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Author Topic: cold hardy Citrus for zone 7b?  (Read 309 times)

Perplexed

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cold hardy Citrus for zone 7b?
« on: September 09, 2017, 09:23:06 PM »
I live in Georgia in zone 7b. I'm wondering what types of cold hardy citrus can grow here? Clay soil is dominant in my area.

manfromyard

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Re: cold hardy Citrus for zone 7b?
« Reply #1 on: September 10, 2017, 02:20:32 PM »
Hello,

Snellville is a bit outside the heat island, but I recommend Citrangequats, Ichang lemons, or Changshas on the South side of  property.
If you only have an exposed spot, a Dunstan Citrumelo or Morton Citrange should work.

If you are willing to use containers, plant anything you want, but Meyer Lemons and Satsumas will need less nights of protection.

Just temper your expectations about taste. You should probably taste a few before you plant them....

Citradia

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Re: cold hardy Citrus for zone 7b?
« Reply #2 on: September 10, 2017, 09:47:51 PM »
I have Dunstan citrumelo unprotected that have survived the past two years. I think they make a decent version of a sour grapefruit. Note: it is a novelty tree to grow in cold climate without winter protection, not a store-quality fruit. It is better, more ornamental and noteworthy with larger more impressive fruit and leaves than poncyrus trifoliata.

Perplexed

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Re: cold hardy Citrus for zone 7b?
« Reply #3 on: September 11, 2017, 10:35:56 PM »
Do you think croxton or dragon lime can grow in my area?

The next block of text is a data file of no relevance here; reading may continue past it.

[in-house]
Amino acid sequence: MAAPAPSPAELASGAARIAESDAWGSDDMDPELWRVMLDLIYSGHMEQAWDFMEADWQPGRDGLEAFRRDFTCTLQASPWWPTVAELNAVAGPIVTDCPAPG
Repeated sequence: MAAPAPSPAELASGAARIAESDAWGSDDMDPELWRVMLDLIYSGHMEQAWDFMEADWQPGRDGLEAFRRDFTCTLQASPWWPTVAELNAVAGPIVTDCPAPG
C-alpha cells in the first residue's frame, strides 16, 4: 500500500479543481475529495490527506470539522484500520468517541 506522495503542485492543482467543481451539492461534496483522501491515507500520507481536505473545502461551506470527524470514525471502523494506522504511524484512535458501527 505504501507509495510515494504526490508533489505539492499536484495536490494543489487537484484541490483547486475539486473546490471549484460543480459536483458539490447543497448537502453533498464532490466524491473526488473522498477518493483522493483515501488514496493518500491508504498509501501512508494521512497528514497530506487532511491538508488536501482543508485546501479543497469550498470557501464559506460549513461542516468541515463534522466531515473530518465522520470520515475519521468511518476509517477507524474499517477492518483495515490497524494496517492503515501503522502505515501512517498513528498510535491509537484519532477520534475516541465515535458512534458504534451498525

Citradia

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Re: cold hardy Citrus for zone 7b?
« Reply #4 on: September 12, 2017, 08:29:08 PM »
I have Croxton but I cover mine in winter and protect from severe freeze with space heater. Croxton comes from Columbia, SC which I believe is zone 8a and grows at Mckinzie Farms in Scranton, SC zone 8a, where it is protected with microsprinklers during freezing nights. I protect my grapefruit from freezing largely due to need to overwinter the fruit which takes over a year to mature in my climate. 7b you probably have hot summers so your grapefruit may be ripe enough to eat before the first hard freeze in your area. Croxton is real citrus; 7b I believe is a low of 5 degrees; I've lost citranges at 5 degrees and this past spring lost half of the height from citranges when it got down to only 14 degrees after they started waking up from a warmer winter/spring. You would have to protect Croxton or any other real citrus in 7b.

AndrewAZ

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Re: cold hardy Citrus for zone 7b?
« Reply #5 on: September 12, 2017, 11:37:55 PM »
Changsha Mandarin, keraji Mandarin, bloomsweet.  All good fruit, but, probably more of a 8a/b fruit.  Need to placed in a very good microclimate and will need protection under 15.  Call Stan McKenzie, he has an awesome selection and good quality trees.

Citradia

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Re: cold hardy Citrus for zone 7b?
« Reply #6 on: September 15, 2017, 08:16:48 PM »
Poncyrus trifoliate and its hybrids are better suited to clay soils than regular citrus which like sandier soils. Go to Mckenzie farms.com; Stan Mckenzie has/had copies of the book called "Hardy Citrus for the Southeast ", by Tom McClendon, for sale. You could also try Ben Salley out of Columbia SC, also sells citrus; he's who I got my Croxton from, and he lives across the street from the original Croxton. His business and site on Facebook is called "Simply Citrus". I don't know if you can take citrus into GA from SC though.

 

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